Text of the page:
When 20th Century Fox announced plans for a biopic about the legendary rock band Queen, with a special focus on eccentric frontman Freddie Mercury, many people shouted "Galileo!" sheer joy. After replacing Sacha Baron Cohen, who was originally supposed to portray Mercury, he fell out when he did not see with the living members of Queen in the exaggerated and evil way he wanted to approach the role. With Mr. Robot Actor Rami Malek, Fox unleashed Bohemian Rhapsody to the masses on 2 November.
When the film opened its metaphorical mouth to rip out its songs and stories, it hit a few flat notes.
For some, Bohemian Rhapsody was not a killer queen and felt more like a bunch of Radio Gaga than a rock and roll stroll on a musical biopics. While the majority of viewers enjoyed Bohemian Rhapsody Good enough – if you do not consider it as a great movie, but at least entertaining, and give the lead actor Malek a proverbial standing ovation for his "transcendent and Oscar-worthy" performance – many critics have published brutal reviews of the film.
Here's just a taste of the toughest reactions Bohemian Rhapsody,
Indie WireDave Erlich argued that even Malek's "temperamental" performance as Mercury could not save the "royal embarrassing", "broad, frivolous and uselessly formulaic" queen biopic of director Bryan Singer.
"Without Rami Malek's ferocious attitude as one of rock's biggest frontlines, a deep list of killer songs, and the long shadow of his band's legendary performance on Live Aid in 1985, this film could speak of any musician at any time – the disapproving parents through drugged orgies to the incredible scene of a young Freddie Mercury (nee Farrokh Bulsara) Brian May and Roger Taylor mere seconds With the two bandmates abandoned by their original lead singer, it's an extraordinary experience to see such a paint-by-number portrait in a mailingGo hard World, "wrote Erlich. If it's a bit more exhausting than the films that inspired the Dewey Cox story, it's a movie that uses Jake Kasdan's damn parody as a template. Even if it's funny, Bohemian Rhapsody is not in the joke – it's too busy to polish his own myth. "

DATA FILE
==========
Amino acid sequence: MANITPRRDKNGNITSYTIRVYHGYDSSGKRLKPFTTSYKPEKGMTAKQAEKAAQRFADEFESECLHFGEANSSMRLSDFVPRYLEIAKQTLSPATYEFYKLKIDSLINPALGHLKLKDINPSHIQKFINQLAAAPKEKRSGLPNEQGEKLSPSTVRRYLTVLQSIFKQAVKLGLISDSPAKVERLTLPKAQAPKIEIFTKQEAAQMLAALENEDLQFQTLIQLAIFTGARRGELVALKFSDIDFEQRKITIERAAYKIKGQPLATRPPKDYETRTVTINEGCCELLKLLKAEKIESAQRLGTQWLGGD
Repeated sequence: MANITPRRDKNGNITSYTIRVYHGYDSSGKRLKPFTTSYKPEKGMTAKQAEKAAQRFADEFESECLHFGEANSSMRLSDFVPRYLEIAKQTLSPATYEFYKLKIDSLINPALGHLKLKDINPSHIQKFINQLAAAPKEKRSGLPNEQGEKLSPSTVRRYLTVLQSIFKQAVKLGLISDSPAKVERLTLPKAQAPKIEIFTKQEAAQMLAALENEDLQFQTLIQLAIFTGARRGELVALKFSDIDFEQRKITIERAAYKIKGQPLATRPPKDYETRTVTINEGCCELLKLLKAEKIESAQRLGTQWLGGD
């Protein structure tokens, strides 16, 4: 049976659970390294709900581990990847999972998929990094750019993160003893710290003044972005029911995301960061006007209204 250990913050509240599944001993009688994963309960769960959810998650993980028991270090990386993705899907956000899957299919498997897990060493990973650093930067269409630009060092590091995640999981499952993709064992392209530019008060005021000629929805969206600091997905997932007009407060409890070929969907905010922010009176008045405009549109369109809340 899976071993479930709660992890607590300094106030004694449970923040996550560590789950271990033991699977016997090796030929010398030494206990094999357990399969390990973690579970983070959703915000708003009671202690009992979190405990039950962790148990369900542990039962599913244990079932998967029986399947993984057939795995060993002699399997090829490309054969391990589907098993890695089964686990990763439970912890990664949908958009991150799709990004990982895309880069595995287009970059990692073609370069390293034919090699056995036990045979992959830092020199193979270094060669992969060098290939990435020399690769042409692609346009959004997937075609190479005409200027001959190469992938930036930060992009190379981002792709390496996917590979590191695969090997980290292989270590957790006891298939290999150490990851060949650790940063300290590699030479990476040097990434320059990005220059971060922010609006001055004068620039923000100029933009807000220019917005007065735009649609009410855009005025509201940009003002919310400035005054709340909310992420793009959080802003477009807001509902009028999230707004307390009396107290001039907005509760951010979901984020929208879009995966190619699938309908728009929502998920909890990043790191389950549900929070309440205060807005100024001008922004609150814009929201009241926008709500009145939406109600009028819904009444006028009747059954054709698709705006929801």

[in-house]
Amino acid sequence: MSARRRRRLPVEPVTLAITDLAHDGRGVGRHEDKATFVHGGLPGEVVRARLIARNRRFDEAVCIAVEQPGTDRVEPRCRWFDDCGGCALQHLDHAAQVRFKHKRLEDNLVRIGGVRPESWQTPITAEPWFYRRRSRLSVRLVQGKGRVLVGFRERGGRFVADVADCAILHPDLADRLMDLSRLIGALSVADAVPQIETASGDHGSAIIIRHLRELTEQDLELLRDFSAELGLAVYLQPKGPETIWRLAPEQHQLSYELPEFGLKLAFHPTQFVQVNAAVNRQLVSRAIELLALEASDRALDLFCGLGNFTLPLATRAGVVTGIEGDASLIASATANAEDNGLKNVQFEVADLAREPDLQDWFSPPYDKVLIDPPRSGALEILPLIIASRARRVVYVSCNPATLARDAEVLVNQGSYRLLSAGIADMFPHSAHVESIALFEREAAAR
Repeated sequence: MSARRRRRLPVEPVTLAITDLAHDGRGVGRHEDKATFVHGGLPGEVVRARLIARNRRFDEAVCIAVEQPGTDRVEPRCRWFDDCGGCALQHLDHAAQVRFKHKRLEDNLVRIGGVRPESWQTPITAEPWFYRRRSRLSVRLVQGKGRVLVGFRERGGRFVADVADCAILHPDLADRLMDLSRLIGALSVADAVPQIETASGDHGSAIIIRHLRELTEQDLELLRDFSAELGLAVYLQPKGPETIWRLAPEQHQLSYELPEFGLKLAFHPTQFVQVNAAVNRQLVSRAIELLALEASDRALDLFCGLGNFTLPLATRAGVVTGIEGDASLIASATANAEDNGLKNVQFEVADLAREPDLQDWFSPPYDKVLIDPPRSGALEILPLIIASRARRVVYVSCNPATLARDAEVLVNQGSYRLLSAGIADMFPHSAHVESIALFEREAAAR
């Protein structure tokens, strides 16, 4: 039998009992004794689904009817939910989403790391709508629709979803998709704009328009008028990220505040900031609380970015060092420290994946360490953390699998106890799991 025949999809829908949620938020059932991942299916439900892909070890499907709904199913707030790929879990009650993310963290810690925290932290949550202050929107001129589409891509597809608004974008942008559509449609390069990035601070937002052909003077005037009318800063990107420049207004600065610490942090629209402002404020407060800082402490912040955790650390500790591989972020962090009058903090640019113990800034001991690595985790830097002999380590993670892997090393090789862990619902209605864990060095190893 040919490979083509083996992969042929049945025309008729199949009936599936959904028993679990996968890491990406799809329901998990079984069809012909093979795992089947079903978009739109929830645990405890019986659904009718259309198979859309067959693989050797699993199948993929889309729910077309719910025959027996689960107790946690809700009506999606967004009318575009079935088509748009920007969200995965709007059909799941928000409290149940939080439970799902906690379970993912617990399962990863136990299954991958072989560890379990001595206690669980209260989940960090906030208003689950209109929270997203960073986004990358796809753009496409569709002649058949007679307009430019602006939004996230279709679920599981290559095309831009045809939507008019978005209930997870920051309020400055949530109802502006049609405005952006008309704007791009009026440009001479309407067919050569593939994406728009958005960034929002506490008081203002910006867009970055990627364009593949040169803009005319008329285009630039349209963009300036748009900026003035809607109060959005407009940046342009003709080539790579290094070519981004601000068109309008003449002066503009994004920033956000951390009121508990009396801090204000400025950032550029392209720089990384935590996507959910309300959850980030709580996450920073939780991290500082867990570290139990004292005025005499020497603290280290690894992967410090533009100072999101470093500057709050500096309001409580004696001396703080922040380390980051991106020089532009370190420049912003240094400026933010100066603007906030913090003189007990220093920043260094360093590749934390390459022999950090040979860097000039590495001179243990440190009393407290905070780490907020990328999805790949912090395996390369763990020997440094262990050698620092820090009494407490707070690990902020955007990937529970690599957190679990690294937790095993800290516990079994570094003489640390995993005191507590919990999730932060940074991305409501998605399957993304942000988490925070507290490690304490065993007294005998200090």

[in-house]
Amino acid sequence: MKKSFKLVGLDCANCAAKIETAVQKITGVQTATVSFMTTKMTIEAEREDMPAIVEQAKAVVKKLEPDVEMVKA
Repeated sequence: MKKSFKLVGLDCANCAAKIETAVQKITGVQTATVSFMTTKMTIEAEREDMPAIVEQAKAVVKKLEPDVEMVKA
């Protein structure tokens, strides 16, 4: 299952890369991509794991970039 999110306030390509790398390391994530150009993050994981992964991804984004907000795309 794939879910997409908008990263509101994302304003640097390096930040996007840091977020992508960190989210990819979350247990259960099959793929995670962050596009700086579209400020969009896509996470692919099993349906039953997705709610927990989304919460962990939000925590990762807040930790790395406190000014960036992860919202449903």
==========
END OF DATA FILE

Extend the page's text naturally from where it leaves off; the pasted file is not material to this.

Rafer Guzmán from Newsday mentioned Kasdan's biopic parody Go hard also in his review to write that Bohemian Rhapsody is exactly the kind of movie that should never have happened after that Go hardRelease. "The story of a charismatic rock star living at the height of rock history – mid-1970s – Bohemian Rhapsody Incorporated with a headbanging soundtrack, a costume change of 20 years and tragically premature death in real rock fashion (Mercury died of complications from AIDS at the age of 45). Legally, this should be a bloated, sexually charged four-octave blowout. Instead, it is a stilted, hopelessly stupid biopic Go hard should prevent, "wrote Guzmán.
The New YorkerAnthony Lane also got a parody mood Bohemian Rhapsody. "As a movie Bohemian Rhapsody It's everywhere, "Lane typed. The later sections of the story dealing with the AIDS diagnosis of Mercury are treated with care, but most of the film is full of cheesy rock saying, "We just do not think big enough," "I'll be my vision do not interfere ") and exudes the delicious fragrance of the parody."
Mike Ryan of Uproxx did not have much praise for Bohemian Rhapsody either to compare the biopic with a "dirty pool" in his review.
"One of the next two things is true: either the surviving members of Queen are still annoyed that so much of their heritage is hidden in Freddie Mercury, that they had to make that revisionist story of a movie, or the surviving members so covertly deaf that they accidentally made a movie that looks like they're trying to do that, "Ryan said. "So far, retcon [Mercury’s] Illness in his live AIDS performance seems funky and cruel. But that's the nature of this film, to re-position and redesign Freddie's life as it seemed to the rest of the band members. I have no idea if it was malicious – probably, deliberately not – but that's the end result: punishing Freddie Mercury 27 years after his death. And without the permission of the surviving band members, this movie could not use Queen's music. In retrospect, it would be better if this movie did not exist. "